If you’re stranded in your vehicle in the sort of temperatures that much of Canada has experienced of late, it’s not long before things can get life-threatening. At 35 below, frostbite manifests in minutes, and if you’re not fully decked out in expedition-grade winter gear, these temperatures can become lethal.
This is especially true if you’re ill-prepared – not having a proper survival kit or skipping out on essential preventative maintenance – or if the weather conditions or your location mean that you’ll be waiting some time for help to arrive. In such cases, it’s useful to know how long your vehicle can idle (for heat), on whatever amount of fuel happens to be remaining in its tank.
It’s an easy thing to figure out.
Read on for the how-to. You only need to know three numbers, and do two easy calculations. With these complete, you’ll be able to look at the fuel gauge in whatever you drive and visualize a number of possible idling hours based on how full your fuel tank is.
Note that the calculations below only apply to modern fuel-injected gasoline engines, and not necessarily hybrids or diesels – in other words, a gas-powered car built in the past few decades.
Here’s how to do it.
Step 1: Write Down These Three Numbers
The displacement of your engine, in litres
This is commonly indicated right on top of the engine itself (just pop the hood), or available in the owner’s manual, or via a quick search on the internet. Maybe, you know the displacement of your engine, in litres, off of the top of your head.
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In most mainstream vehicles, engine displacement falls between about 1.5 and 3.5 litres of displacement. The number of cylinders, and whether or not the engine is turbocharged or supercharged, is irrelevant.
The capacity of your fuel tank, in litres
Check your owner’s manual, the manufacturer website specification page for your specific vehicle, or do a quick search. You need to know how many litres of gasoline your fuel tank can hold.
Note that in some applications (typically pickup trucks), several different fuel tank sizes are possible. Be sure to track down the fuel tank capacity for the specific vehicle you’re driving.
The number 0.6
The number 0.6 is easy, but important. This is the number of litres of fuel your engine burns per hour, per litre of displacement, while at idle. Special thanks to the folks at Natural Resources Canada (NRCan) for helping us with this number.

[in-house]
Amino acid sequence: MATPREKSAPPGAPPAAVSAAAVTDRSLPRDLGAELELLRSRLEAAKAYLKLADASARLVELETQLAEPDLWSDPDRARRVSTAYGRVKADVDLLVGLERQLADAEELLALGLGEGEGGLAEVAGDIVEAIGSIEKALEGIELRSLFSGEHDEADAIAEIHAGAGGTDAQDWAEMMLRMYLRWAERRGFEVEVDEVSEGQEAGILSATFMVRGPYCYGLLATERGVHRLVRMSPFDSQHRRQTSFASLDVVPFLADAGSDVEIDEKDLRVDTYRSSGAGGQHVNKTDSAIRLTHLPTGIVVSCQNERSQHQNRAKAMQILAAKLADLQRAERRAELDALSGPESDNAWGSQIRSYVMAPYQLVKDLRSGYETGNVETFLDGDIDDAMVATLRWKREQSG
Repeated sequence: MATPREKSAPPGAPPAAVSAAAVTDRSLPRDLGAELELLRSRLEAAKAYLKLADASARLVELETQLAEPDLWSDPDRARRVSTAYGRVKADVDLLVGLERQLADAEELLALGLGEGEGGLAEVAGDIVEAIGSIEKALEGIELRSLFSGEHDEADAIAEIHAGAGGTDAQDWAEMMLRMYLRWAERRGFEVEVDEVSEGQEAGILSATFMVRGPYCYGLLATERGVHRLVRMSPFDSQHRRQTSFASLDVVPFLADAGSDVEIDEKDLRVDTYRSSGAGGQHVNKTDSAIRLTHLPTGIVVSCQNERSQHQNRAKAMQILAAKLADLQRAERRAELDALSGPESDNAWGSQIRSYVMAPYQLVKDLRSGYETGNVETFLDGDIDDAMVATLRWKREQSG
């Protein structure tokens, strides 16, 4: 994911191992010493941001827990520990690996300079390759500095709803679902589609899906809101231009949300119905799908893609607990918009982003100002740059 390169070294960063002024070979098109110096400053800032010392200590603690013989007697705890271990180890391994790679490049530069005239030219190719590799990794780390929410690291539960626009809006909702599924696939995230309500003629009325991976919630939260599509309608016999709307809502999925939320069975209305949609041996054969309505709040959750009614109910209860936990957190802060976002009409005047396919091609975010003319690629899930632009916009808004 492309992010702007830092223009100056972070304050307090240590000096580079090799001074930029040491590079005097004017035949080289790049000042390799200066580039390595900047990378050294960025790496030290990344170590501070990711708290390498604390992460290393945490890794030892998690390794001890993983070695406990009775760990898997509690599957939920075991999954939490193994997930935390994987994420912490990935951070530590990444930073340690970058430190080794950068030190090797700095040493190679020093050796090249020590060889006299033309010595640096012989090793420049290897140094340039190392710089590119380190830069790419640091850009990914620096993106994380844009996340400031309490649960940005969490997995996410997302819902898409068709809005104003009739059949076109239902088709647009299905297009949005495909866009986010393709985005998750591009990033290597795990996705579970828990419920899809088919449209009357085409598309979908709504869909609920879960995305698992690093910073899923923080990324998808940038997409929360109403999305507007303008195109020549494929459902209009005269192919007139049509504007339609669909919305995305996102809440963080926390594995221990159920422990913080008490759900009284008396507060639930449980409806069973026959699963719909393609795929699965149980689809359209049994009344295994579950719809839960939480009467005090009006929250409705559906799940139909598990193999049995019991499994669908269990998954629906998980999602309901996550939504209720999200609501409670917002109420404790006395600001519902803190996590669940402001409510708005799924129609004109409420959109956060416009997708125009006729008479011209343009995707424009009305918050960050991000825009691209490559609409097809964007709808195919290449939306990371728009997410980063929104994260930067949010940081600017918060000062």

Step 2: Calculate How Many Litres Your Engine Uses Per Hour of Idling
This is easy-peasy. Just multiply the engine displacement in litres by the number 0.6. The resulting figure is how many litres of gas your engine uses per hour, while it’s idling.
Here are a few examples
If you drive a Ford Explorer with the 3.5-litre engine, then it uses (3.5 litres engine displacement x 0.6) = 2.1 litres of fuel per hour while idling.
If you drive a Hyundai Kona 1.6T, then it uses (1.6 litres engine displacement x 0.6)= 1 litre per hour of fuel while idling.
If you drive a Chevrolet Silverado with the 5.3 litre engine, then it uses (5.3 litres engine displacement x 0.6) = 3.2 litres per hour of fuel while idling.
If you drive a Dodge Viper, then it uses (8.4 litres engine displacement x 0.6)= 5 litres per hour while idling.
Still with me? Good. Just sub in the displacement of your specific engine to the formula above, and you know how many litres of fuel per hour your vehicle’s engine requires when idling.
Step 3: Calculate Full-tank Idling Hours
Now, you know how many litres of fuel your engine uses per hour of idling, and how much fuel its tank can hold. With this information, you can easily figure out how many hours of idling are possible on a full tank.
Let’s use the Ford Explorer from the example above. With the 3.5-litre engine, we know it uses (3.5 x 0.6) = 2.1 litres of fuel per hour at idle. We also know from a quick google search that the Explorer has a 70-litre fuel tank.
Now, simply take the fuel tank size (70 litres, in this case) and divide by your litres-per-hour-at-idle figure (2.1 litres, in this case).
Therefore, 70 litre fuel tank / 2.1 litres per hour at idle = 33 hours.
That’s 33 hours of idling possible on a full tank.
Once you’ve calculated the full-tank idling hours available for your specific vehicle, commit it to memory.
From there, it’s just a matter of adjusting that number based on the amount of fuel in your tank. In our example with the Explorer, 33 hours of idling on a full tank means about 16 hours of idling are possible on a half tank, and that about 8 hours are possible on a quarter tank.
Also, remember that you can stretch your fuel supply by idling the engine for, perhaps, 30 minutes every hour, thereby doubling the amount of idle time possible.
Finally, don’t forget to clear the snow away from your tailpipes if you’re idling while stranded, as this can prevent dangerous exhaust gasses from poisoning you while you wait for help to arrive.